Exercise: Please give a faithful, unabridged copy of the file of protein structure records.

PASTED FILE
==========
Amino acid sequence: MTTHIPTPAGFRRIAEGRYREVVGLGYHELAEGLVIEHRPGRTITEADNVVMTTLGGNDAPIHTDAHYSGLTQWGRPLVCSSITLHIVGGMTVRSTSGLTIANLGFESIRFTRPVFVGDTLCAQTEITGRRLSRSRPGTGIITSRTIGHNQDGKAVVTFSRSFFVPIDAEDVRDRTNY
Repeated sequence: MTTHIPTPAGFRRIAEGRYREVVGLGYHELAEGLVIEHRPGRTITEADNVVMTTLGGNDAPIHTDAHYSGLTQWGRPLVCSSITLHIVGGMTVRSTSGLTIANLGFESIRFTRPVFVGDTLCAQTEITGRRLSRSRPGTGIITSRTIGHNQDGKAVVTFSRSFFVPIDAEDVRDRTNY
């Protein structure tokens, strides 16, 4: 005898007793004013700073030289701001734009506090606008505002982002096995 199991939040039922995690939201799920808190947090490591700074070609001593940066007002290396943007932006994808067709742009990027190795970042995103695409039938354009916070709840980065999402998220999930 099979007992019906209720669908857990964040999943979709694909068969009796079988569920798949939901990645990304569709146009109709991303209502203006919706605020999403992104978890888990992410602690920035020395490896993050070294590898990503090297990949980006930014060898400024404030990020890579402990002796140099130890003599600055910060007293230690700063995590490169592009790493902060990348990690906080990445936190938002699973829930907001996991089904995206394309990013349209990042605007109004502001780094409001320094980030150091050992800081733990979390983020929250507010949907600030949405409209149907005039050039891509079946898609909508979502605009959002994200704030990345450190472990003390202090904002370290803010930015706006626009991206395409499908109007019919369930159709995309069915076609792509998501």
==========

Amino acid sequence: MTTHIPTPAGFRRIAEGRYREVVGLGYHELAEGLVIEHRPGRTITEADNVVMTTLGGNDAPIHTDAHYSGLTQWGRPLVCSSITLHIVGGMTVRSTSGLTIANLGFESIRFTRPVFVGDTLCAQTEITGRRLSRSRPGTGIITSRTIGHNQDGKAVVTFSRSFFVPIDAEDVRDRTNY
Repeated sequence: MTTHIPTPAGFRRIAEGRYREVVGLGYHELAEGLVIEHRPGRTITEADNVVMTTLGGNDAPIHTDAHYSGLTQWGRPLVCSSITLHIVGGMTVRSTSGLTIANLGFESIRFTRPVFVGDTLCAQTEITGRRLSRSRPGTGIITSRTIGHNQDGKAVVTFSRSFFVPIDAEDVRDRTNY
């Protein structure tokens, strides 16, 4: 005898007793004013700073030289701001734009506090606008505002982002096995 199991939040039922995690939201799920808190947090490591700074070609001593940066007002290396943007932006994808067709742009990027190795970042995103695409039938354009916070709840980065999402998220999930 099979007992019906209720669908857990964040999943979709694909068969009796079988569920798949939901990645990304569709146009109709991303209502203006919706605020999403992104978890888990992410602690920035020395490896993050070294590898990503090297990949980006930014060898400024404030990020890579402990002796140099130890003599600055910060007293230690700063995590490169592009790493902060990348990690906080990445936190938002699973829930907001996991089904995206394309990013349209990042605007109004502001780094409001320094980030150091050992800081733990979390983020929250507010949907600030949405409209149907005039050039891509079946898609909508979502605009959002994200704030990345450190472990003390202090904002370290803010930015706006626009991206395409499908109007019919369930159709995309069915076609792509998501």